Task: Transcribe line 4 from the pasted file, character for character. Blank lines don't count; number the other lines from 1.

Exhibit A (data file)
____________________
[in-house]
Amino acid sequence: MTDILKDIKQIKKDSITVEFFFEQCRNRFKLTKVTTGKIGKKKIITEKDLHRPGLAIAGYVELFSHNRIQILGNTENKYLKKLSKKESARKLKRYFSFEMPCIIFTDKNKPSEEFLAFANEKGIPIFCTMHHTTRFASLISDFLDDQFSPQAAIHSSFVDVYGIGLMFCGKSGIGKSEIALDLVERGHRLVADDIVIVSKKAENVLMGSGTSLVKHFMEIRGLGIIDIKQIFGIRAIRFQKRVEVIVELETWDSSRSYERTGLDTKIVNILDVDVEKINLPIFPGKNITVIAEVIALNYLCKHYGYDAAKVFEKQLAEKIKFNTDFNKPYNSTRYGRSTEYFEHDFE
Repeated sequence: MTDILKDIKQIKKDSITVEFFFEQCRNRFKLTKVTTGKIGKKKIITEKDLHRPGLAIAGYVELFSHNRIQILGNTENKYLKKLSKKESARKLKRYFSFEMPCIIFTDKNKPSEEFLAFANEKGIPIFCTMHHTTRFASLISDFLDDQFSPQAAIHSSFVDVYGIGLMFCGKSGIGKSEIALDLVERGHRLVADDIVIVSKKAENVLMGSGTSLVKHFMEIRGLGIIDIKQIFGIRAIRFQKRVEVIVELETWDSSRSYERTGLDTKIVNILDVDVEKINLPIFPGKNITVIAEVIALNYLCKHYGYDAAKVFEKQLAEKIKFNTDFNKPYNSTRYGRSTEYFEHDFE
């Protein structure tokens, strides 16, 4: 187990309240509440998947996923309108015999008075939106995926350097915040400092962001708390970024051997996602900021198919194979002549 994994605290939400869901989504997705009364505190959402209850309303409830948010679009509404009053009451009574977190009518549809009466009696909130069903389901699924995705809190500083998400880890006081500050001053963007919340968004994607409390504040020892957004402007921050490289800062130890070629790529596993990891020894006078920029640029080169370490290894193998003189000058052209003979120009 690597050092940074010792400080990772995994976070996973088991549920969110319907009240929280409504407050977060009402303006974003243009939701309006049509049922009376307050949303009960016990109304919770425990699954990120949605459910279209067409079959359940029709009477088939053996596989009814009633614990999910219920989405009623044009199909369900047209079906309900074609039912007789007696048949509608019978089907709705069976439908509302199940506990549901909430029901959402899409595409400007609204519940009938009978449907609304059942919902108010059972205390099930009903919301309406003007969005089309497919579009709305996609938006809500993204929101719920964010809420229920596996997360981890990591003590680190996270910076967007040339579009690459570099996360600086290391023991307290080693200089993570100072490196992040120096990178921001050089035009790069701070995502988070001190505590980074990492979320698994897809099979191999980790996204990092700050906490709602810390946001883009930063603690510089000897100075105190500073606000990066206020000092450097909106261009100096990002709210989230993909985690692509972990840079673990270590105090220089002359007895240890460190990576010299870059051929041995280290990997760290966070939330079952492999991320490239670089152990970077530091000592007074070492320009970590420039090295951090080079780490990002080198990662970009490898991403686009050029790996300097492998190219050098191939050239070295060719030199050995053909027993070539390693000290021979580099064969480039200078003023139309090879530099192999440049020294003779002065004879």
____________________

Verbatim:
């Protein structure tokens, strides 16, 4: 187990309240509440998947996923309108015999008075939106995926350097915040400092962001708390970024051997996602900021198919194979002549 994994605290939400869901989504997705009364505190959402209850309303409830948010679009509404009053009451009574977190009518549809009466009696909130069903389901699924995705809190500083998400880890006081500050001053963007919340968004994607409390504040020892957004402007921050490289800062130890070629790529596993990891020894006078920029640029080169370490290894193998003189000058052209003979120009 690597050092940074010792400080990772995994976070996973088991549920969110319907009240929280409504407050977060009402303006974003243009939701309006049509049922009376307050949303009960016990109304919770425990699954990120949605459910279209067409079959359940029709009477088939053996596989009814009633614990999910219920989405009623044009199909369900047209079906309900074609039912007789007696048949509608019978089907709705069976439908509302199940506990549901909430029901959402899409595409400007609204519940009938009978449907609304059942919902108010059972205390099930009903919301309406003007969005089309497919579009709305996609938006809500993204929101719920964010809420229920596996997360981890990591003590680190996270910076967007040339579009690459570099996360600086290391023991307290080693200089993570100072490196992040120096990178921001050089035009790069701070995502988070001190505590980074990492979320698994897809099979191999980790996204990092700050906490709602810390946001883009930063603690510089000897100075105190500073606000990066206020000092450097909106261009100096990002709210989230993909985690692509972990840079673990270590105090220089002359007895240890460190990576010299870059051929041995280290990997760290966070939330079952492999991320490239670089152990970077530091000592007074070492320009970590420039090295951090080079780490990002080198990662970009490898991403686009050029790996300097492998190219050098191939050239070295060719030199050995053909027993070539390693000290021979580099064969480039200078003023139309090879530099192999440049020294003779002065004879």